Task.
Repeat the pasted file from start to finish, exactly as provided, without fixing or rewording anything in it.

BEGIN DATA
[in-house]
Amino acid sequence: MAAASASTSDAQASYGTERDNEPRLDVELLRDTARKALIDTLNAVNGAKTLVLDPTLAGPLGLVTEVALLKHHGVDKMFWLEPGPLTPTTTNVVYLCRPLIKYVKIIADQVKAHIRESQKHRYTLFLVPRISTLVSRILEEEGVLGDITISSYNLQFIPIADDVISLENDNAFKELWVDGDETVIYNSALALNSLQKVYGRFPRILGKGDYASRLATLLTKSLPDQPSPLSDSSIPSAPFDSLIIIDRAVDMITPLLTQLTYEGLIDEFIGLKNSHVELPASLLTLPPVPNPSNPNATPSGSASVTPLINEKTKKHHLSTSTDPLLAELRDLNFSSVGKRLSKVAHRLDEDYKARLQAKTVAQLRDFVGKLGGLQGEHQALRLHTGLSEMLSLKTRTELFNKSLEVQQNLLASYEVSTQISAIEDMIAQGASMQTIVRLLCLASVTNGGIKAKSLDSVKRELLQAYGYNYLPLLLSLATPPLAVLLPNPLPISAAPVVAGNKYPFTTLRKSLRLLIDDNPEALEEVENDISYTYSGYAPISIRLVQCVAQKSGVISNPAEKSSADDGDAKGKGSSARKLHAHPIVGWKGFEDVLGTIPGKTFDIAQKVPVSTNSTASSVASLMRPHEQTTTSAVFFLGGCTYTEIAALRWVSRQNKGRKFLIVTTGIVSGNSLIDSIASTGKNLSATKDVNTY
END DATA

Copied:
[in-house]
Amino acid sequence: MAAASASTSDAQASYGTERDNEPRLDVELLRDTARKALIDTLNAVNGAKTLVLDPTLAGPLGLVTEVALLKHHGVDKMFWLEPGPLTPTTTNVVYLCRPLIKYVKIIADQVKAHIRESQKHRYTLFLVPRISTLVSRILEEEGVLGDITISSYNLQFIPIADDVISLENDNAFKELWVDGDETVIYNSALALNSLQKVYGRFPRILGKGDYASRLATLLTKSLPDQPSPLSDSSIPSAPFDSLIIIDRAVDMITPLLTQLTYEGLIDEFIGLKNSHVELPASLLTLPPVPNPSNPNATPSGSASVTPLINEKTKKHHLSTSTDPLLAELRDLNFSSVGKRLSKVAHRLDEDYKARLQAKTVAQLRDFVGKLGGLQGEHQALRLHTGLSEMLSLKTRTELFNKSLEVQQNLLASYEVSTQISAIEDMIAQGASMQTIVRLLCLASVTNGGIKAKSLDSVKRELLQAYGYNYLPLLLSLATPPLAVLLPNPLPISAAPVVAGNKYPFTTLRKSLRLLIDDNPEALEEVENDISYTYSGYAPISIRLVQCVAQKSGVISNPAEKSSADDGDAKGKGSSARKLHAHPIVGWKGFEDVLGTIPGKTFDIAQKVPVSTNSTASSVASLMRPHEQTTTSAVFFLGGCTYTEIAALRWVSRQNKGRKFLIVTTGIVSGNSLIDSIASTGKNLSATKDVNTY